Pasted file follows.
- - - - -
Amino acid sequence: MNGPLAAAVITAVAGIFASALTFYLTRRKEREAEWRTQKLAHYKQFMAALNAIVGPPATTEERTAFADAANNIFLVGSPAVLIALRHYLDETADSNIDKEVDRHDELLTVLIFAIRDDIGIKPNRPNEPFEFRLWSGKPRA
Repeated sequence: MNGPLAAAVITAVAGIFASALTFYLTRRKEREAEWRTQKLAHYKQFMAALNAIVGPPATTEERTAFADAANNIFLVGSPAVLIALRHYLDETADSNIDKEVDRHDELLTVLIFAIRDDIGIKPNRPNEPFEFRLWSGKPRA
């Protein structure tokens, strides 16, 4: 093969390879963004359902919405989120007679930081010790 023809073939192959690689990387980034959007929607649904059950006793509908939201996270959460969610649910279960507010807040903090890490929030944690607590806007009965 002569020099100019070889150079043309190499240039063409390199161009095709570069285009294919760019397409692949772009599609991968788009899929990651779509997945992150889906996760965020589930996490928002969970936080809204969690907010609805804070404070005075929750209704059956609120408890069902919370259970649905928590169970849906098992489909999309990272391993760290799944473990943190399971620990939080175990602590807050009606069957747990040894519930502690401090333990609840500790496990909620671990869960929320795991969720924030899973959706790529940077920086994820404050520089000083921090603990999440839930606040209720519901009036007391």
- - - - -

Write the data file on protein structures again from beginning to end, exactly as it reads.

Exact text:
Amino acid sequence: MNGPLAAAVITAVAGIFASALTFYLTRRKEREAEWRTQKLAHYKQFMAALNAIVGPPATTEERTAFADAANNIFLVGSPAVLIALRHYLDETADSNIDKEVDRHDELLTVLIFAIRDDIGIKPNRPNEPFEFRLWSGKPRA
Repeated sequence: MNGPLAAAVITAVAGIFASALTFYLTRRKEREAEWRTQKLAHYKQFMAALNAIVGPPATTEERTAFADAANNIFLVGSPAVLIALRHYLDETADSNIDKEVDRHDELLTVLIFAIRDDIGIKPNRPNEPFEFRLWSGKPRA
């Protein structure tokens, strides 16, 4: 093969390879963004359902919405989120007679930081010790 023809073939192959690689990387980034959007929607649904059950006793509908939201996270959460969610649910279960507010807040903090890490929030944690607590806007009965 002569020099100019070889150079043309190499240039063409390199161009095709570069285009294919760019397409692949772009599609991968788009899929990651779509997945992150889906996760965020589930996490928002969970936080809204969690907010609805804070404070005075929750209704059956609120408890069902919370259970649905928590169970849906098992489909999309990272391993760290799944473990943190399971620990939080175990602590807050009606069957747990040894519930502690401090333990609840500790496990909620671990869960929320795991969720924030899973959706790529940077920086994820404050520089000083921090603990999440839930606040209720519901009036007391």